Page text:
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Black Chandelier

by Biffy Clyro

The drum sound in the first verse of this song is an odd one for any rock band to go for these days, and I’m not really convinced by it. The individual components of the drum kit don’t sound like they’re connected to each other, almost as if they were overdubbed one at a time. This is common on home brew band recordings, where people have relied too heavily on close-miking, because it’s the overheads and room mics which typically provide the realism and ‘glue’ that binds the instruments together believably, and I suspect that faded-down drum-room channels are part of what fuels my misgivings with ‘Black Chandelier’. It also bugs me that, acoustically speaking, the kick, snare, and hi-hat seem to occupy different universes. It’s not just that the super-dry kick seems odd next to a snare with such heavy short-decay ambience; many classic rock mixes have a similar mismatch, and most listeners are quite used to that kind of studio sound. It’s less easy to overlook the way the dense and somehow constricted snare room doesn’t sit particularly well with the wider and seemingly airier reflections around the hi-hat (the result of introducing a triggered snare sample perhaps?), and it’s always going to sound a little unnatural panning your hi-hat well away from the snare, especially when the hi-hat’s on the right, implying an audience-perspective viewpoint that yields precious little stereo separation in the real world.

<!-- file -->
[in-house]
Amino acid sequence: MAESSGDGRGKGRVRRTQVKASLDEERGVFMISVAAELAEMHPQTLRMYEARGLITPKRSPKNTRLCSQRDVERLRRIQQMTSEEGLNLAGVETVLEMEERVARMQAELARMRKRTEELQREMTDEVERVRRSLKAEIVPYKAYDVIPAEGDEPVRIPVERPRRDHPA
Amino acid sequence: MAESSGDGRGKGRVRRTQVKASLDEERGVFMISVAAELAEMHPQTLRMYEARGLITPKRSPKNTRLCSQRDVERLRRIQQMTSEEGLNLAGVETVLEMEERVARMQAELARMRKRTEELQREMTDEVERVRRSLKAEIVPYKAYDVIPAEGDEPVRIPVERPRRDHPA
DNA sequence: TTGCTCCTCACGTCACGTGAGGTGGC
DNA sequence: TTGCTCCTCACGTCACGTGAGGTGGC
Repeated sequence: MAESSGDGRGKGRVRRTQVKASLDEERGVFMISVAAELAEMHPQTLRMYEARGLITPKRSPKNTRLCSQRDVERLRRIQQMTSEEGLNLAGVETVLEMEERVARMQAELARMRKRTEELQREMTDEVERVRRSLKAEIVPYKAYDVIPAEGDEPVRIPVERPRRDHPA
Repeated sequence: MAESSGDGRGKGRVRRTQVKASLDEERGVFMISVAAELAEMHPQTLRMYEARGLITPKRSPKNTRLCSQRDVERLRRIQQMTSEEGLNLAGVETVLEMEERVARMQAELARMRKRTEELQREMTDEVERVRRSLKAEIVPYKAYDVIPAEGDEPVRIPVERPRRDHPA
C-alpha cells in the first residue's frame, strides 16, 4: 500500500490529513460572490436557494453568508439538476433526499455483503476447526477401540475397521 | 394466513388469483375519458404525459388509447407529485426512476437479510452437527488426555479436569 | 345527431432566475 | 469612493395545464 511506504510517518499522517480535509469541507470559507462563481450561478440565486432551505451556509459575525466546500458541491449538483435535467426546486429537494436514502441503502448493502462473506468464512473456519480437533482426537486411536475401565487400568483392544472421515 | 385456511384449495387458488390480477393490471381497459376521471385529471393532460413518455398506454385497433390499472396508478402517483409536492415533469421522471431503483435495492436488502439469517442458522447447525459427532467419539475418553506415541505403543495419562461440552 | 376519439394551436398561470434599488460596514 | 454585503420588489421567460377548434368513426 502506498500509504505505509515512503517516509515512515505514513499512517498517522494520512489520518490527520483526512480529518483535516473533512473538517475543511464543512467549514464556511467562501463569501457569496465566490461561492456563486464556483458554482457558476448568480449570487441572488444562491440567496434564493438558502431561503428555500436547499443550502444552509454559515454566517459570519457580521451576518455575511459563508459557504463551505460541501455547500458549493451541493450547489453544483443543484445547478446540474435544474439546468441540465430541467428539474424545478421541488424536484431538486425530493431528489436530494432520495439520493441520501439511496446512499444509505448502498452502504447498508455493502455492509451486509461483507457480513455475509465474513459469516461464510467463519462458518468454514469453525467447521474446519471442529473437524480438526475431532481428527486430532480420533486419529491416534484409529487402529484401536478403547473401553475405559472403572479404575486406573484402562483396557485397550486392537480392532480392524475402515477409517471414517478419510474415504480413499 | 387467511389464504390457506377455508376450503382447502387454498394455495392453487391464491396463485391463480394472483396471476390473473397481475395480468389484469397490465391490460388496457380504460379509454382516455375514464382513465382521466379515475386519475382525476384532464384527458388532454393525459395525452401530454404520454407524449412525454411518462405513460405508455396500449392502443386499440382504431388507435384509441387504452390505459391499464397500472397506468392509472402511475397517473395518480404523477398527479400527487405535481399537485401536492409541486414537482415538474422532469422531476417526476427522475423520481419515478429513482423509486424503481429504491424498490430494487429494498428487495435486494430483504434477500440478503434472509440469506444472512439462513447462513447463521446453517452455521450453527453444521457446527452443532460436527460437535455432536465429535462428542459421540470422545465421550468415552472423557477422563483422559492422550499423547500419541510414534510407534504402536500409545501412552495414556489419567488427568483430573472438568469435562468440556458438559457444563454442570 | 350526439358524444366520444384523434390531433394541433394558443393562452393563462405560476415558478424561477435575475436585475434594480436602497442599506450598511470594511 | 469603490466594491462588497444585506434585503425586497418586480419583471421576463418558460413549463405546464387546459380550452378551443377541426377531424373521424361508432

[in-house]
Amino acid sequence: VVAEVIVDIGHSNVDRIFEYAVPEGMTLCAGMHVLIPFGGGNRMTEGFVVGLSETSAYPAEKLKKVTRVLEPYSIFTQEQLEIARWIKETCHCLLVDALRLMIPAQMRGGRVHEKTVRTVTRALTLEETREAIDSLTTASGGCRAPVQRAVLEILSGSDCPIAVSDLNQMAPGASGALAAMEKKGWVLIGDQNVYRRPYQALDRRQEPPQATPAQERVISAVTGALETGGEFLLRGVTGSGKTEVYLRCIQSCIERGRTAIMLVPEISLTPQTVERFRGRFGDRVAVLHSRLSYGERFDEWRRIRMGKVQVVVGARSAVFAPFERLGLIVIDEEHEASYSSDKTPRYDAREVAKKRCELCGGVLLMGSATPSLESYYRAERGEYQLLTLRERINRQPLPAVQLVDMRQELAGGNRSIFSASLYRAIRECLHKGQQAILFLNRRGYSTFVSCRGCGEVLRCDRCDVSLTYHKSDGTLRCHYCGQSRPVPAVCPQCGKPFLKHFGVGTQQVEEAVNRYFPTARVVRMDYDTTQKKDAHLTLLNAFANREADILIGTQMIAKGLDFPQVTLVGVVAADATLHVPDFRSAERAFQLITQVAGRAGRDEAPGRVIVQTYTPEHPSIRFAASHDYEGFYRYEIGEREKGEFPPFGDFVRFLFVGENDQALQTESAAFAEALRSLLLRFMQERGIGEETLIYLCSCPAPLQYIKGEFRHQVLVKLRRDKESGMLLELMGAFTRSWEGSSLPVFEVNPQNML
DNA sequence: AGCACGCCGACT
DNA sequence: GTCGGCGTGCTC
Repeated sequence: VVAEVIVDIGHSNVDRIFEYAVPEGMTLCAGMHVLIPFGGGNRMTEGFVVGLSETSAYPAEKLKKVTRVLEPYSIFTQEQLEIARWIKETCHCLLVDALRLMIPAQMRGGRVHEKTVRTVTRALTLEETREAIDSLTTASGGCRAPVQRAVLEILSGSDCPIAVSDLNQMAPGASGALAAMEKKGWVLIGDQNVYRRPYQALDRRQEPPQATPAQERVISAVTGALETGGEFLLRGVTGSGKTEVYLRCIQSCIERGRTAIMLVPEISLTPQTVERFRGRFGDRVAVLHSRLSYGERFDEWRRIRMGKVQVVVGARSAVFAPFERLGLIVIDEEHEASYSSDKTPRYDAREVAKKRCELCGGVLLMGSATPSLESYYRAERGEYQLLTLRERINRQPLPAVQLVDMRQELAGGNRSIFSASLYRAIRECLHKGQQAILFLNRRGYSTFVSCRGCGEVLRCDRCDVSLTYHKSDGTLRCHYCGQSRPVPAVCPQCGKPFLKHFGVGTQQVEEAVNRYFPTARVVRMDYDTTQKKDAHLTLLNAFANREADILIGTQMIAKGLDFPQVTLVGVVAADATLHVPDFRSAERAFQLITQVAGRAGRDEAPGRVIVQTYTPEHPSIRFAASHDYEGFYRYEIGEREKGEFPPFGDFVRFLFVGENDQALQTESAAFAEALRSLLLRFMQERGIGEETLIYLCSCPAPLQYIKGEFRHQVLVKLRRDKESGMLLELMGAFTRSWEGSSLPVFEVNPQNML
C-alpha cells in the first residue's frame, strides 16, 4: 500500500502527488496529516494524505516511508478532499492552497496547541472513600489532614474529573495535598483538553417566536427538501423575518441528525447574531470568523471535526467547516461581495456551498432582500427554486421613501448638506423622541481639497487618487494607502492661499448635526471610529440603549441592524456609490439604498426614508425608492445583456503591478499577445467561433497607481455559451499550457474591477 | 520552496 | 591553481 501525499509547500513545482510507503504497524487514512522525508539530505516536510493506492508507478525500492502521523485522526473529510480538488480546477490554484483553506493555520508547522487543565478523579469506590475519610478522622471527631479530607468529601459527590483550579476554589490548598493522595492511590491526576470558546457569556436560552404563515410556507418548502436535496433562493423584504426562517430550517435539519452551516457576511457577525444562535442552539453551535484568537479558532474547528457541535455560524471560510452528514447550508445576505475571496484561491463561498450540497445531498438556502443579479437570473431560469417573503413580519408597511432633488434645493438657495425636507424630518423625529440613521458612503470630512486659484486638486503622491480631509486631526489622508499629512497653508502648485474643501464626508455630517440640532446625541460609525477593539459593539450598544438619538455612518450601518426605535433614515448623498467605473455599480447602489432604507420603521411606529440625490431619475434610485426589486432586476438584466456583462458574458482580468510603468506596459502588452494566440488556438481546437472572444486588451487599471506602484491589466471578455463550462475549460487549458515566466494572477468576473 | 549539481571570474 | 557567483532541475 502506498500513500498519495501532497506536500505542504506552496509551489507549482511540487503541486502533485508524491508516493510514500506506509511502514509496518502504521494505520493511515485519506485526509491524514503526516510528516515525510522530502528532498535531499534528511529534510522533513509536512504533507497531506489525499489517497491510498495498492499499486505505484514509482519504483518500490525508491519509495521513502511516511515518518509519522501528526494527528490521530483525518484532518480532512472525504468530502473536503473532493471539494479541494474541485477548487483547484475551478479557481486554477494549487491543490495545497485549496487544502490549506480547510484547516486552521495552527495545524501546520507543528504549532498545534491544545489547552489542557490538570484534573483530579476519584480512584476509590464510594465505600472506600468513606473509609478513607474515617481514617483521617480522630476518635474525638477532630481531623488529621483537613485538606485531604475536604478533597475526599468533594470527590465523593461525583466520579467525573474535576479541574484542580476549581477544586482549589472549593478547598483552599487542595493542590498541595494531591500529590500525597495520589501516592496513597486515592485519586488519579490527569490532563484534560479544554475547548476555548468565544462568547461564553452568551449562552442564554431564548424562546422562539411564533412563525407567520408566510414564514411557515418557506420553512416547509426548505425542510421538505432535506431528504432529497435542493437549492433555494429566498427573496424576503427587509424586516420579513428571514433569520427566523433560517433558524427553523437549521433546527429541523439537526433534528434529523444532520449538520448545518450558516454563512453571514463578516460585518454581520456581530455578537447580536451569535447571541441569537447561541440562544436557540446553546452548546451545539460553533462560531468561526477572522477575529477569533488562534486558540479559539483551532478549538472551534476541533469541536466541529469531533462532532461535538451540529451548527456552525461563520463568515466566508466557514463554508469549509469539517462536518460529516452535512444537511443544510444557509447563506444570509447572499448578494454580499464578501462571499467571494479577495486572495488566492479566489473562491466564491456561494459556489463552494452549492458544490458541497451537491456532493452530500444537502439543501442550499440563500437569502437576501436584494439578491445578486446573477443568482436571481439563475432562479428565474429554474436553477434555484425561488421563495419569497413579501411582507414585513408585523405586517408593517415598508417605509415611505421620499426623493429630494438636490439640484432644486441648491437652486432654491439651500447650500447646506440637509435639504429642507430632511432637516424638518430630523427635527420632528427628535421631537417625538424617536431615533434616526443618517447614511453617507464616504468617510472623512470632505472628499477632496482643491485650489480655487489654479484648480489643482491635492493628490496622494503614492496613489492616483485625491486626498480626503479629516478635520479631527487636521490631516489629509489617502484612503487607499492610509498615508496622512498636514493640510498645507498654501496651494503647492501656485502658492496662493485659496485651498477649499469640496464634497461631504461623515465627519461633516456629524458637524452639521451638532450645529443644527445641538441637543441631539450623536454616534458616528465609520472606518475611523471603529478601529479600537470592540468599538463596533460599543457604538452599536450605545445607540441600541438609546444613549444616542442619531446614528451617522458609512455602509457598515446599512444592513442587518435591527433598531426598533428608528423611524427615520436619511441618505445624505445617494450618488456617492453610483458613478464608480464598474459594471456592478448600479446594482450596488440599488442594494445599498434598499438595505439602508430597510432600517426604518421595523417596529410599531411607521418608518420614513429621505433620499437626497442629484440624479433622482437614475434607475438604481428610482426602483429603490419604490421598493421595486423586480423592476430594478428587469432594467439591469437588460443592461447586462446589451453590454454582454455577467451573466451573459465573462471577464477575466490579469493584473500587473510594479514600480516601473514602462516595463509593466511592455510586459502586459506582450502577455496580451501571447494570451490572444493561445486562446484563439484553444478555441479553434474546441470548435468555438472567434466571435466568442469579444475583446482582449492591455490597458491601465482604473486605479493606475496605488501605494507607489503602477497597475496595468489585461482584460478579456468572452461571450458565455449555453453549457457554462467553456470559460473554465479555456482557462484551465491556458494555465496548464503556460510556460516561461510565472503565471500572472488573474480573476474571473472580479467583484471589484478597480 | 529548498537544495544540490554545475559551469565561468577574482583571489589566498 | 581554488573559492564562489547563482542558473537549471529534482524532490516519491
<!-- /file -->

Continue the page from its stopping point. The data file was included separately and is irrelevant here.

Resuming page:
I’m not suggesting that a drum kit should always sound realistic, because there are lots of great records which don’t even pay lip service to acoustic realism. My problem is that the drum sound isn’t far enough away from the generally roomier and more cohesive sound that Andy Wallace established across the band’s previous couple of records, which means that its artificiality sounds like a shortcoming, rather than a creative decision to pursue a new sonic avenue (if that’s what it was). I think the starkly separated sound does Biffy Clyro few favours stylistically, by shifting them more towards a sanitised pop/rock confection which doesn’t jibe that well with their lyrical content. Sure, the drum sound gets well back onto familiar territory elsewhere in the song, but I couldn’t quite get the taste of that first verse out of my mouth!

On a more positive note, the lead-up to the last chorus contains a couple of gems. I love the vocal effect at 3:07-3:18, which sounds to me like a combination of light ring-modulation on the lead line and an understated whispered double-track, treated with some kind of stereo-widening effect. It’s also been mixed just at that level where you’re not quite sure what’s going on, which makes it pleasantly unsettling. My second highlight is the arrangement drop at 3:20, using the middle-section guitar tone from 3:07-3:14 to sucker you into the mistaken belief that there’s another section before the full forces return — at least until everything thunders in on the off-beat a moment later. Gotcha!